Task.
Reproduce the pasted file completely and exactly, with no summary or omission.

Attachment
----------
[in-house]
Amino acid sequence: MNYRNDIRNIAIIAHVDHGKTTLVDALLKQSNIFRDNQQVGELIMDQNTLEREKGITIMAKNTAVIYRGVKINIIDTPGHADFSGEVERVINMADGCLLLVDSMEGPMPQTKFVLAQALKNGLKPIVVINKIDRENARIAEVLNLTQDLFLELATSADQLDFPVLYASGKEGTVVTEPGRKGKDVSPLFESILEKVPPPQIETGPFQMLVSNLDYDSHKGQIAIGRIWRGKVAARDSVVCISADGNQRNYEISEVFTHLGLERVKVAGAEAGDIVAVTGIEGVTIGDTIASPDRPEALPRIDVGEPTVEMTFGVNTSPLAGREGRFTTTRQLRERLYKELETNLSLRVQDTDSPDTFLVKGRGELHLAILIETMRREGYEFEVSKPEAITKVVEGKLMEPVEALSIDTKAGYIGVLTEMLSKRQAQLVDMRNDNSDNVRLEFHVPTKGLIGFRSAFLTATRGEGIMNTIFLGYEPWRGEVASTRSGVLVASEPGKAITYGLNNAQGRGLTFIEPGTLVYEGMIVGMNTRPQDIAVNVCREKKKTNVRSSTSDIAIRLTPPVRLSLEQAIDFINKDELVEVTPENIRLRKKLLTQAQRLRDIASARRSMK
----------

[in-house]
Amino acid sequence: MNYRNDIRNIAIIAHVDHGKTTLVDALLKQSNIFRDNQQVGELIMDQNTLEREKGITIMAKNTAVIYRGVKINIIDTPGHADFSGEVERVINMADGCLLLVDSMEGPMPQTKFVLAQALKNGLKPIVVINKIDRENARIAEVLNLTQDLFLELATSADQLDFPVLYASGKEGTVVTEPGRKGKDVSPLFESILEKVPPPQIETGPFQMLVSNLDYDSHKGQIAIGRIWRGKVAARDSVVCISADGNQRNYEISEVFTHLGLERVKVAGAEAGDIVAVTGIEGVTIGDTIASPDRPEALPRIDVGEPTVEMTFGVNTSPLAGREGRFTTTRQLRERLYKELETNLSLRVQDTDSPDTFLVKGRGELHLAILIETMRREGYEFEVSKPEAITKVVEGKLMEPVEALSIDTKAGYIGVLTEMLSKRQAQLVDMRNDNSDNVRLEFHVPTKGLIGFRSAFLTATRGEGIMNTIFLGYEPWRGEVASTRSGVLVASEPGKAITYGLNNAQGRGLTFIEPGTLVYEGMIVGMNTRPQDIAVNVCREKKKTNVRSSTSDIAIRLTPPVRLSLEQAIDFINKDELVEVTPENIRLRKKLLTQAQRLRDIASARRSMK